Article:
Definitions

from The American Heritage® Dictionary of the English Language, 4th Edition

  • n. A perennial aromatic European herb (Artemisia absinthium), naturalized in eastern North America and having pinnatifid, silvery silky leaves and numerous nodding flower heads. Also called common wormwood.
  • n. A green liqueur having a bitter anise or licorice flavor and a high alcohol content, prepared from absinthe and other herbs, and now prohibited in many countries because of its toxicity.

from Wiktionary, Creative Commons Attribution/Share-Alike License

  • n. Sagebrush

from The Century Dictionary and Cyclopedia

  • n. The common name of a highly aromatic liqueur of an opaline-green color and bitter taste; an abbreviation of extrait d'absinthe, extract of absinthium.

from WordNet 3.0 Copyright 2006 by Princeton University. All rights reserved.

  • n. aromatic herb of temperate Eurasia and North Africa having a bitter taste used in making the liqueur absinthe
  • n. strong green liqueur flavored with wormwood and anise

Etymologies

Middle English, wormwood, from Old French, from Latin absinthium, from Greek apsinthion.
(American Heritage® Dictionary of the English Language, Fourth Edition)

Examples

  • Pirates' Alley serves a drink they call absinthe, which is actually Pernod with the sugar cube/spoon/flame modern Czech ritual.

    To blood, prana, and overdressing

  • The woman explained that the plant, which she called absinthe, was seldom used except in that drink, reserved only for Mother Festivals.

    The Plains of Passage

  • I'd marked out my seat and I snaffled it sharpish on Saturday night, got into the spirit of things by ordering a fake absinthe from the Bartender -- Ed. As the rest of the audience filed in, I saw Adam sit down at the table to my right, chatting to the audience members sat there.

    Adventures of a Couch-Hopping Scribbler Part 2: That Toddlin Town

  • Maybe, but probably not because of any psychotropic chemical contained in the wormwood from which absinthe is distilled.

    Boing Boing

  • Indeed, the image that often comes foremost to mind when considering absinthe is a streetful of dissipated Parisian intellectuals, some of whom sunk into poverty and madness by dancing a bit too closely with the Green Fairy.

    Boing Boing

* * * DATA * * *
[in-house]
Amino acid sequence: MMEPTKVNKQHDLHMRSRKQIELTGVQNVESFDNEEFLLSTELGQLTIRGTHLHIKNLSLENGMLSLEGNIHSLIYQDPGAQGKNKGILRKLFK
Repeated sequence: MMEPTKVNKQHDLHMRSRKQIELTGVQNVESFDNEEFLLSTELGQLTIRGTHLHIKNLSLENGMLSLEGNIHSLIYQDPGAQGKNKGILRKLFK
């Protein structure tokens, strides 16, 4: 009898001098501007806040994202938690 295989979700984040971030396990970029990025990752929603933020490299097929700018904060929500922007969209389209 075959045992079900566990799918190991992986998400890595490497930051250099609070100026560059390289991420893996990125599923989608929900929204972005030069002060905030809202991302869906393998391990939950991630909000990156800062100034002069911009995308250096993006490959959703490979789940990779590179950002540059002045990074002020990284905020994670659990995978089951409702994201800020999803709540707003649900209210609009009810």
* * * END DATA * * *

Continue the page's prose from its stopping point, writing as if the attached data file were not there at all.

• A glass of absinthe is as poetical as anything in the world.

    La Fee Verte | Edwardian Promenade

  • La Fee Verte A glass of absinthe is as poetical as anything ...

    The Viennese Cafe | Edwardian Promenade

  • It looks from the outside like the term louche, as applied to absinthe, comes from a reference to the whitening eye of cataract, but the French dictionary carries all three meanings: squinty, dissolute, and cloudy.

    Archive 2008-07-01

  • There is some evidence, however, that the herbal elements in absinthe actually have a mild speedball effect: some of them are stimulants and some are sedatives, and the resulting effect is one of heightened alertness and calmness.

    Archive 2008-07-01

  • Still, hundreds of explorers risk their lives each year to pick the fruit as it is said to 'taste better than chocolate' and be 'more addictive than pocky dipped in absinthe and twice as trippy'.

    30th September '06

Comments

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  • Absinthe

    January 17, 2009

  • Absinthe makes the heart go yonder.

    November 7, 2008

  • waiting for the night,
    with absinthe eye
    cocked on the lone, late,
    passer-by.

    from "Prospect," Sylvia Plath

    April 14, 2008

  • If you can have a meatloaf sundae, why not a casu marzu sundae? With a little absinthe, now legally available in the U.S. (in California, anyway).

    January 11, 2008

  • Absinthe makes the tart grow fonder.

    January 11, 2008

  • "Absinthe, the greeneyed monster." Joyce, Ulysses, 15

    January 1, 2008

  • For our posterity: see also absinthetinence.

    November 8, 2007

  • I'll always remember your hart going flounder, skipvia. Splendid!

    November 8, 2007

  • I think these puns are going to kill me first!

    October 12, 2007

  • If the first two courses didn't induce suicidal tendencies, perhaps the absinthe would. It would be a mercy killing.

    October 12, 2007

  • Skipvia!! Blahahahahaha!!! I just saw your comment!!! I am ROLLING!!!

    Makes the hart go flounder!!! Aaaaaaaaaaaha hahaha!!!

    October 12, 2007

  • *retching*

    October 12, 2007

  • Maybe a little creme de menthe?

    October 12, 2007

  • And then drown your eater's remorse with a healthy dose of nepenthe!

    October 12, 2007

  • I think I'm feeling a Wordie dinner here. Start it off with stinkheads on cocktail crackers, move along with a bit of casu marzu on toast points, and wash it all down with some absinthe.

    Mmmm...

    October 12, 2007

  • *grrrooooooaaaaannn*

    October 11, 2007

  • A while back there was a story about a deer who was so completely plastered on absinthe that he strode out into the middle of a busy highway, lay down, and flailed his legs in the air for several hours. That's right...absinthe makes the hart go flounder.

    October 11, 2007

  • booooooooooo

    February 25, 2007

  • Absinthe makes the heart grow fonder?

    February 25, 2007

  • absinthe-it's the drink that makes you want to kill yourself instantly. (Bernard, Black Books Season 1)

    December 9, 2006